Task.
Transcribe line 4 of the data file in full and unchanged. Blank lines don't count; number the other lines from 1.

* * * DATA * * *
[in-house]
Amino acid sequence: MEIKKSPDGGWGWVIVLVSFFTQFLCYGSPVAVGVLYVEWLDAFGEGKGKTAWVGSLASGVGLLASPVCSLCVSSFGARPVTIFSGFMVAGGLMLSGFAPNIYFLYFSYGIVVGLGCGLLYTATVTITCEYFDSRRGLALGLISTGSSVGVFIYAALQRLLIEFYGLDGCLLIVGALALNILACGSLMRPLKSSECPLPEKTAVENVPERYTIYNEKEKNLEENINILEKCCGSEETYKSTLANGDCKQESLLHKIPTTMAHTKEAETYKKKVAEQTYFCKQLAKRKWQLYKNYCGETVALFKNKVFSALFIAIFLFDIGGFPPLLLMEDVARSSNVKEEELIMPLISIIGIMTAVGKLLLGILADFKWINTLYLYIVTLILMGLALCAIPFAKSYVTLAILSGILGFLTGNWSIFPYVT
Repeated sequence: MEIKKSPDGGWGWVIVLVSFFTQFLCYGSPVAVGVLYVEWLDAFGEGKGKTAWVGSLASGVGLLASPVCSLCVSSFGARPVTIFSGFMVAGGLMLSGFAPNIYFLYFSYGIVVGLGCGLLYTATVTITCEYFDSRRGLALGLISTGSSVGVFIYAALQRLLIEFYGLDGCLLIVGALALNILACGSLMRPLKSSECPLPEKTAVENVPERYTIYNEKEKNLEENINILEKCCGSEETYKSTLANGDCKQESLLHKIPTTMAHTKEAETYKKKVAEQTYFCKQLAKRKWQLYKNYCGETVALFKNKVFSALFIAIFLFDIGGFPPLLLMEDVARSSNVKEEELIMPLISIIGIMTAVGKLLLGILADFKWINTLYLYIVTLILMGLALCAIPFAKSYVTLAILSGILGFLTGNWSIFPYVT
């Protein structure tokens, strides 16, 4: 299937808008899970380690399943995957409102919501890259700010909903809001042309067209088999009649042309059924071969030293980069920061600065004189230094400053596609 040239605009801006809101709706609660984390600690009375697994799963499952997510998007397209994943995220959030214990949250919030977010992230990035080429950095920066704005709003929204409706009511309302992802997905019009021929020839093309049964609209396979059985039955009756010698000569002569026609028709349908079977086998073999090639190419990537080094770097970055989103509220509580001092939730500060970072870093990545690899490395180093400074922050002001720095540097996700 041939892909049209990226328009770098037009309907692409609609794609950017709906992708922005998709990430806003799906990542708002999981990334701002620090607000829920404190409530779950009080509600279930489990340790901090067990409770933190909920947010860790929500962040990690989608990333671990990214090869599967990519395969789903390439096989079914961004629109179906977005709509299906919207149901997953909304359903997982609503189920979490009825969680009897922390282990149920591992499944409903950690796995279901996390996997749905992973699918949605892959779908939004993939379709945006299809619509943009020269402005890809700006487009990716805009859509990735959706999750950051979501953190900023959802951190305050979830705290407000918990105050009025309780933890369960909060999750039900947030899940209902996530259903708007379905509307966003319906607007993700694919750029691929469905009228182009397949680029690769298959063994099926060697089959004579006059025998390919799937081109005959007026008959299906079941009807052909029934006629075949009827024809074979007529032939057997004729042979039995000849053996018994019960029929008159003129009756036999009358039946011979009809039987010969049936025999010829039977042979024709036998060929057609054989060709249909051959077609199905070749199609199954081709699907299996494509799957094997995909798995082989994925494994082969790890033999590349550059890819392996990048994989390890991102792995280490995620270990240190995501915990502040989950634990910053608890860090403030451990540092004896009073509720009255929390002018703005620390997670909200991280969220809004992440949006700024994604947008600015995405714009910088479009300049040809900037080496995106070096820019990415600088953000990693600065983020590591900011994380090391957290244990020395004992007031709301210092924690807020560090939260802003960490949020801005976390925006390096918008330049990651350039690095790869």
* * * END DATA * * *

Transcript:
């Protein structure tokens, strides 16, 4: 299937808008899970380690399943995957409102919501890259700010909903809001042309067209088999009649042309059924071969030293980069920061600065004189230094400053596609 040239605009801006809101709706609660984390600690009375697994799963499952997510998007397209994943995220959030214990949250919030977010992230990035080429950095920066704005709003929204409706009511309302992802997905019009021929020839093309049964609209396979059985039955009756010698000569002569026609028709349908079977086998073999090639190419990537080094770097970055989103509220509580001092939730500060970072870093990545690899490395180093400074922050002001720095540097996700 041939892909049209990226328009770098037009309907692409609609794609950017709906992708922005998709990430806003799906990542708002999981990334701002620090607000829920404190409530779950009080509600279930489990340790901090067990409770933190909920947010860790929500962040990690989608990333671990990214090869599967990519395969789903390439096989079914961004629109179906977005709509299906919207149901997953909304359903997982609503189920979490009825969680009897922390282990149920591992499944409903950690796995279901996390996997749905992973699918949605892959779908939004993939379709945006299809619509943009020269402005890809700006487009990716805009859509990735959706999750950051979501953190900023959802951190305050979830705290407000918990105050009025309780933890369960909060999750039900947030899940209902996530259903708007379905509307966003319906607007993700694919750029691929469905009228182009397949680029690769298959063994099926060697089959004579006059025998390919799937081109005959007026008959299906079941009807052909029934006629075949009827024809074979007529032939057997004729042979039995000849053996018994019960029929008159003129009756036999009358039946011979009809039987010969049936025999010829039977042979024709036998060929057609054989060709249909051959077609199905070749199609199954081709699907299996494509799957094997995909798995082989994925494994082969790890033999590349550059890819392996990048994989390890991102792995280490995620270990240190995501915990502040989950634990910053608890860090403030451990540092004896009073509720009255929390002018703005620390997670909200991280969220809004992440949006700024994604947008600015995405714009910088479009300049040809900037080496995106070096820019990415600088953000990693600065983020590591900011994380090391957290244990020395004992007031709301210092924690807020560090939260802003960490949020801005976390925006390096918008330049990651350039690095790869």